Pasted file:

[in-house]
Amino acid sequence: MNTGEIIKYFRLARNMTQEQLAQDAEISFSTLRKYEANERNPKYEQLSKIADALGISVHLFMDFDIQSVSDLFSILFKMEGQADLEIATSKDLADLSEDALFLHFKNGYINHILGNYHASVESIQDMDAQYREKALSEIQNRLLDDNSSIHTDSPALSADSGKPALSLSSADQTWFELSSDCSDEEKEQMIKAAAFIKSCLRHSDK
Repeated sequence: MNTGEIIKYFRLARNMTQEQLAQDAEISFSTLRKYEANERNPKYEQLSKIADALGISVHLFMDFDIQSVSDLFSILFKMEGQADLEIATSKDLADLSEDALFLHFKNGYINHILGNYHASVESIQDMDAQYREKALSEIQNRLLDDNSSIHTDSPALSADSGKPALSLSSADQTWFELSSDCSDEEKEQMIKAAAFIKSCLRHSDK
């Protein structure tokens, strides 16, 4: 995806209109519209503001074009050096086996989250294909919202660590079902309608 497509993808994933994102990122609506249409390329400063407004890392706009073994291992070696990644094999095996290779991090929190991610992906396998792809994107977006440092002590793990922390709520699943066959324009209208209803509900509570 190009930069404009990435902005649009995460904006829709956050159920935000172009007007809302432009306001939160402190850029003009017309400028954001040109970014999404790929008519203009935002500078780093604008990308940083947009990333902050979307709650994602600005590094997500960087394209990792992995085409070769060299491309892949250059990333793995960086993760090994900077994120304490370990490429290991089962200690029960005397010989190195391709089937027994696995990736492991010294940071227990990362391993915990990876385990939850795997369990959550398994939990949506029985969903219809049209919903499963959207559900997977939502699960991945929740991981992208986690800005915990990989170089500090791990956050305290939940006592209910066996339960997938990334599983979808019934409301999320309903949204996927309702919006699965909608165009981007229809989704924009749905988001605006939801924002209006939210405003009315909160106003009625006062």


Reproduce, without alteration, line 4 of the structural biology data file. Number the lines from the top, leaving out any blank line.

């Protein structure tokens, strides 16, 4: 995806209109519209503001074009050096086996989250294909919202660590079902309608 497509993808994933994102990122609506249409390329400063407004890392706009073994291992070696990644094999095996290779991090929190991610992906396998792809994107977006440092002590793990922390709520699943066959324009209208209803509900509570 190009930069404009990435902005649009995460904006829709956050159920935000172009007007809302432009306001939160402190850029003009017309400028954001040109970014999404790929008519203009935002500078780093604008990308940083947009990333902050979307709650994602600005590094997500960087394209990792992995085409070769060299491309892949250059990333793995960086993760090994900077994120304490370990490429290991089962200690029960005397010989190195391709089937027994696995990736492991010294940071227990990362391993915990990876385990939850795997369990959550398994939990949506029985969903219809049209919903499963959207559900997977939502699960991945929740991981992208986690800005915990990989170089500090791990956050305290939940006592209910066996339960997938990334599983979808019934409301999320309903949204996927309702919006699965909608165009981007229809989704924009749905988001605006939801924002209006939210405003009315909160106003009625006062």